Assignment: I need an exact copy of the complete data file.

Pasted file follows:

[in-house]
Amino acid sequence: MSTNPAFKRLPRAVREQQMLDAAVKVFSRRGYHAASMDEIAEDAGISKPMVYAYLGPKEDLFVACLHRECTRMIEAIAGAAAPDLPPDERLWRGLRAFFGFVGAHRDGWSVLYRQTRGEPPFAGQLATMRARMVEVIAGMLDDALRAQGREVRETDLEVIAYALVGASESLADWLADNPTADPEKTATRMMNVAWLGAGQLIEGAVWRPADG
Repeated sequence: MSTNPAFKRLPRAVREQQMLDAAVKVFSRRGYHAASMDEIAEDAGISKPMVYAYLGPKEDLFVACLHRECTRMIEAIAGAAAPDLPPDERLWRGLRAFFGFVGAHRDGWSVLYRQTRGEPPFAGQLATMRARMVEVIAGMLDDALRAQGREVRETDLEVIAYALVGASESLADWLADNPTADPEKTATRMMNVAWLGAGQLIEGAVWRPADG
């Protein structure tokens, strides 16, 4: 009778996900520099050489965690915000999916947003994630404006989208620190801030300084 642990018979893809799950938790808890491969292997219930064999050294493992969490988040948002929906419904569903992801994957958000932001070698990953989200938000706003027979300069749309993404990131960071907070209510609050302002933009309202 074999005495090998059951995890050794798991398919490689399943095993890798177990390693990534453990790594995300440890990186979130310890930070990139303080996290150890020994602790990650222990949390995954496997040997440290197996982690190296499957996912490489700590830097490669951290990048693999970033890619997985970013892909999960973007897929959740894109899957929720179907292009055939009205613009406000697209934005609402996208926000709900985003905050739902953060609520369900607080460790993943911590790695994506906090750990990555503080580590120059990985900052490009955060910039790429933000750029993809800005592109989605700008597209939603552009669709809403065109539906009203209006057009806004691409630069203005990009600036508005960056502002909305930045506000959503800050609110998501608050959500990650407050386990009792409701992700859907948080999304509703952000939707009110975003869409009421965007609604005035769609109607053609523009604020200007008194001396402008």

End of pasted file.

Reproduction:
[in-house]
Amino acid sequence: MSTNPAFKRLPRAVREQQMLDAAVKVFSRRGYHAASMDEIAEDAGISKPMVYAYLGPKEDLFVACLHRECTRMIEAIAGAAAPDLPPDERLWRGLRAFFGFVGAHRDGWSVLYRQTRGEPPFAGQLATMRARMVEVIAGMLDDALRAQGREVRETDLEVIAYALVGASESLADWLADNPTADPEKTATRMMNVAWLGAGQLIEGAVWRPADG
Repeated sequence: MSTNPAFKRLPRAVREQQMLDAAVKVFSRRGYHAASMDEIAEDAGISKPMVYAYLGPKEDLFVACLHRECTRMIEAIAGAAAPDLPPDERLWRGLRAFFGFVGAHRDGWSVLYRQTRGEPPFAGQLATMRARMVEVIAGMLDDALRAQGREVRETDLEVIAYALVGASESLADWLADNPTADPEKTATRMMNVAWLGAGQLIEGAVWRPADG
């Protein structure tokens, strides 16, 4: 009778996900520099050489965690915000999916947003994630404006989208620190801030300084 642990018979893809799950938790808890491969292997219930064999050294493992969490988040948002929906419904569903992801994957958000932001070698990953989200938000706003027979300069749309993404990131960071907070209510609050302002933009309202 074999005495090998059951995890050794798991398919490689399943095993890798177990390693990534453990790594995300440890990186979130310890930070990139303080996290150890020994602790990650222990949390995954496997040997440290197996982690190296499957996912490489700590830097490669951290990048693999970033890619997985970013892909999960973007897929959740894109899957929720179907292009055939009205613009406000697209934005609402996208926000709900985003905050739902953060609520369900607080460790993943911590790695994506906090750990990555503080580590120059990985900052490009955060910039790429933000750029993809800005592109989605700008597209939603552009669709809403065109539906009203209006057009806004691409630069203005990009600036508005960056502002909305930045506000959503800050609110998501608050959500990650407050386990009792409701992700859907948080999304509703952000939707009110975003869409009421965007609604005035769609109607053609523009604020200007008194001396402008």